It was a little (okay, a lot) chaotic, but Caroline cried and was a beautiful pink color. The doctor helped me waddle over to the wheelchair, where we discovered she was a girl (Team Green for the pregnancy). The emotions were intense. We cut the cord and Jesse followed the nurse and Caroline up to L&D, followed shortly by myself, Amber and Michelle.

In L&D, the nurses and on-call OB joked with us as I delivered the placenta and got a few stitches. No one got a time of birth so we guesstimated it at 2:08am. Caroline was 6lbs 14oz and 19.25″ long.

The whole experience was, and still is, so surreal. I am forever grateful for my husband, our doula team and the medical staff.

We are now 3 days postpartum and still riding the hormonal high. I’m doing well recovery-wise, and Caroline is perfect. Postpartum, I am in a much better place than my last birth. Her birth is the perfect description of our new life: beautiful chaotic. And we wouldn’t have it any other way.

Photographs by M. Scarpello Photography

One Woman’s Successful Frank Breech Vaginal Hospital Birth

One Woman’s Successful Frank Breech Vaginal Hospital Birth

Let me rewind a little bit…At 37 weeks, we found out via ultrasound that Everett was frank breech. We tried everything we could to turn him. Everything was totally unsuccessful in turning him. He was stubborn and comfortable in his breech position.

Typically, a breech baby these days means a c-section. But I was being told by my midwives that I was THE perfect candidate to attempt a vaginal breech delivery…if I could find an experienced doctor willing to do it. Immediately after that 37 week ultrasound, I started calling every OB in our city (we live in a big city). After dozens of phone calls and lots of No’s, I found someone willing to meet with me to discuss it. We met and after a thorough health history discussion and an extensive examination, we all decided I was a good candidate and we’d do a trial of labor and see how things went.

However, delivering with an OB in a hospital setting meant having to compromise on some things that I wanted. In the mean time we tried everything we could to get him to flip. I saw a chiropractor who used the Webster technique. I saw an acupuncturist for moxibustion acupuncture. I did the spinning babies protocols at home. I shined a bright flash light on my lower belly multiple times a day. I took a homeopathic supplement that’s supposed to encourage flipping. I drank 100+ ounces of water a day to up my amniotic fluid levels, hoping to give him more room to move. And last of all, we tried an EVC (External Cephalic Version).

Then about 39 weeks, the priority went from turning him to encouraging labor to come on it’s own since inductions are not allowed with a breech. My doctor was scheduled to leave the country on September 3rd, so we had a scheduled c-section for September 1st. If he wasn’t here to deliver, I’d end up with a cesarean anyway. I had a deadline for getting this baby out naturally!I had contractions on and off starting around 38.5 weeks, but nothing stuck around (much like my pregnancy with #2). On Thursday September 28th at 39 weeks 3 days, I saw my doc and he did an internal exam to check for dilation. I was 3-4cm but not very effaced. Baby was engaged in my pelvis, but we think not having the pressure of his head on my cervix probably kept me from thinning out like I normally would.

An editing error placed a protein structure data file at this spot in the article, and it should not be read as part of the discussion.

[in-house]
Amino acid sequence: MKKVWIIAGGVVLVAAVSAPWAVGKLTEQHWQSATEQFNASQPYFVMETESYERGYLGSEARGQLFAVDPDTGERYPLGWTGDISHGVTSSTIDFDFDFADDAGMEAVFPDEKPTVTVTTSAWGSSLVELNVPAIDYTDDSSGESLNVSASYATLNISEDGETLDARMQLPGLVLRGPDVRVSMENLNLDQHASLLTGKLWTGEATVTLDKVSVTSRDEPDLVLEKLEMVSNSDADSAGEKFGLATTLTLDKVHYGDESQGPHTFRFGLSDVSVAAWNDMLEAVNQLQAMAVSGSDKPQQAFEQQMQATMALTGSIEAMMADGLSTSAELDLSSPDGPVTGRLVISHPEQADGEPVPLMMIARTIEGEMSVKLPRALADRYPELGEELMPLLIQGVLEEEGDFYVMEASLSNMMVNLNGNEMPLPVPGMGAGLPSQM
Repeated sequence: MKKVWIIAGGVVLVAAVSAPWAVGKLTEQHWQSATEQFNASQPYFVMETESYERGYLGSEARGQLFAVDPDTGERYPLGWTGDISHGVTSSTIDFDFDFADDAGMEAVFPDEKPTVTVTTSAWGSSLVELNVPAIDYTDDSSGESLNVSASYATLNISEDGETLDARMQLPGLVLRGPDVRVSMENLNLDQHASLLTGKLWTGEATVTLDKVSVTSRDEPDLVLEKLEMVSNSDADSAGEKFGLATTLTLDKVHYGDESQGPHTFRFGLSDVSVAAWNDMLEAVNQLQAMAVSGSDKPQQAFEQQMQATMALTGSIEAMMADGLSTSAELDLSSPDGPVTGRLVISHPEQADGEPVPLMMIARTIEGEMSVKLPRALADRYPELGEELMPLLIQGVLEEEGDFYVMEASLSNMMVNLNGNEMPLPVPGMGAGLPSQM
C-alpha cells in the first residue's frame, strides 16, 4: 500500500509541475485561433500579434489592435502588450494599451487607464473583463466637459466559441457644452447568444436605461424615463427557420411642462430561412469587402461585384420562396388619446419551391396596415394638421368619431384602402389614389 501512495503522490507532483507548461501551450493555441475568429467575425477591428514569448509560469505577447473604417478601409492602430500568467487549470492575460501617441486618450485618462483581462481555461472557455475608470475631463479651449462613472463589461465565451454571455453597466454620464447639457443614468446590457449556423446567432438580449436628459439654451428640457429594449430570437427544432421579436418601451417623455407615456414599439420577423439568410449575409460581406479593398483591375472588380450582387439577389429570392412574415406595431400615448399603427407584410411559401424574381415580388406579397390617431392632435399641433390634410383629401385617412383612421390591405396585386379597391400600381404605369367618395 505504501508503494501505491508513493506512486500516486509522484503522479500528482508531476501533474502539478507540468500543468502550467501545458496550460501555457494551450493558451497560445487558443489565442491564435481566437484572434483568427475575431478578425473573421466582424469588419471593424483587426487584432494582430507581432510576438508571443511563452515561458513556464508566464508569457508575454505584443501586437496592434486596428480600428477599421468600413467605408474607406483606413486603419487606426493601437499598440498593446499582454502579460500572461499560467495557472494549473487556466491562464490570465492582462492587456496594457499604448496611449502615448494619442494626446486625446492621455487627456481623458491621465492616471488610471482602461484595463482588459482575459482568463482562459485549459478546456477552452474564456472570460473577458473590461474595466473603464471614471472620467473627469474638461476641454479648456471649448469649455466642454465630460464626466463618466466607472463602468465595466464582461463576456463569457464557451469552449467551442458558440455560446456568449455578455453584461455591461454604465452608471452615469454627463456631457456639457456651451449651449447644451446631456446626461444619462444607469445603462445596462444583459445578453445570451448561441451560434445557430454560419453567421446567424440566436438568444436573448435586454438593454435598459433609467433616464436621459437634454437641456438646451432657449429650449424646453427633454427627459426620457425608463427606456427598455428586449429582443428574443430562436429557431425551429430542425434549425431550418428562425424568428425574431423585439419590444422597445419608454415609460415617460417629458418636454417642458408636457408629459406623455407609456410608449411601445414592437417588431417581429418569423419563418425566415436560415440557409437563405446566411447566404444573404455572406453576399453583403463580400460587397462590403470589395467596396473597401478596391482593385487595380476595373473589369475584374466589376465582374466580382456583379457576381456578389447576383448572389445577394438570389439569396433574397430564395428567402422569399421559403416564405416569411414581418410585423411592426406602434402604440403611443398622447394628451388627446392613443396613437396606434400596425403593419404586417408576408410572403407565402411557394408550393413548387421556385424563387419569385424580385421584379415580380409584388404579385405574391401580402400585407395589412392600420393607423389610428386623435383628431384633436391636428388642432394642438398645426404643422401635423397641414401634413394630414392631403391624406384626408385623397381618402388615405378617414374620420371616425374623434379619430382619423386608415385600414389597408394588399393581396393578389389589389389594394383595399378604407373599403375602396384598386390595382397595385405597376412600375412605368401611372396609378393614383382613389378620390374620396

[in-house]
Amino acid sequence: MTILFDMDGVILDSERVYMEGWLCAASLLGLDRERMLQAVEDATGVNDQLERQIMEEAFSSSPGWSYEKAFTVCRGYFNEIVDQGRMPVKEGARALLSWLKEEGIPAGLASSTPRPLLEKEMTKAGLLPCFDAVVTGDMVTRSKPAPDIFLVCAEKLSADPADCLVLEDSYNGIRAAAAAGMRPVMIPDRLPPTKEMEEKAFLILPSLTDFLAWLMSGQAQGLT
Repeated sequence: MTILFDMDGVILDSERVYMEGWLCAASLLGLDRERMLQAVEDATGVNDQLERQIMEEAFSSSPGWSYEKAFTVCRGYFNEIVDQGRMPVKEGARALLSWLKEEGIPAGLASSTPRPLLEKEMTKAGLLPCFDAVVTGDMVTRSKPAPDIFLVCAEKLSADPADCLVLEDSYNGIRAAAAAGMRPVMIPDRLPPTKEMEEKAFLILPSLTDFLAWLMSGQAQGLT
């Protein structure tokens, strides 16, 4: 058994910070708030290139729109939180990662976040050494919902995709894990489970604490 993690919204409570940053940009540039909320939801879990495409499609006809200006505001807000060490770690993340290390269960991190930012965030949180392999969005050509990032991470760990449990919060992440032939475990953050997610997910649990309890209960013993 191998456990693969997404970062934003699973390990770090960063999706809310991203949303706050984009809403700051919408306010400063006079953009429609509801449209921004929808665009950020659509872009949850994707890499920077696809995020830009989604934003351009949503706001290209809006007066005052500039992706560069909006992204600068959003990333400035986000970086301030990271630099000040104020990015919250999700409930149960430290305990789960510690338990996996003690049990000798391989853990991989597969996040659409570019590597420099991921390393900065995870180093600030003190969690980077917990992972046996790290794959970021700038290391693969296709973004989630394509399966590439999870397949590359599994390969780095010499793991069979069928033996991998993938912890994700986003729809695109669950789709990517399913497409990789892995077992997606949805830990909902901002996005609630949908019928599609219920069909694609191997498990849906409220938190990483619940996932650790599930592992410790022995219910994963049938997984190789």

I had some crampy contractions after the internal check (which was at 4pm), but I figured my cervix was just irritated, and they’d go away. We went for a long walk after my appointment to try to get things moving. By 7pm I was still feeling them and they were definitely painful. In the back of my mind I knew they were the real thing, but I didn’t want to jump the gun. I took a long shower after the kids went to bed, did some cleaning, and a little laundry.

By 11pm they were spacing out quite a bit to just a few an hour but still pretty painful. We decided to go to bed and get some sleep. I said a prayer and asked the little boy in my belly to allow me at least a few hours of sleep. But I kind of knew that wouldn’t happen. When had he cooperated up to that point?! I maybe slept 30 minutes before a hard contraction woke me up. Then maybe another 20 minutes and another 15 before I gave up and couldn’t stand to be laying down any longer.

I grabbed my phone and sat up in bed timing them and trying to distract myself from the slight anxiety that started to creep in. Around 2am I decided I was truly in labor with contractions 7ish minutes apart and it was time to pack the last minute stuff and wake up my husband, Corey. I let him know what was going on and decided to take another shower because I was having terrible back labor and the water on my back sounded nice.

I paged my midwife at 2:15am, and she thought it would be a good idea to come to the house and do an internal exam and see where I was at. We called Corey’s mom to come over and sleep on the couch until the girls woke up. I started to get a little nervous that it was a false alarm because my labor pattern was so weird and different from anything I’d experienced before (strong contractions further apart with multiple small ones in between). By the time both of them were here, my midwife determined I was 6cm and my water was bulging. And as soon as everyone arrived, my contractions were picking up in frequency and intensity, so we decided to head to the hospital since my labors move fast. By the time we got there and got into a room, it was almost 4am.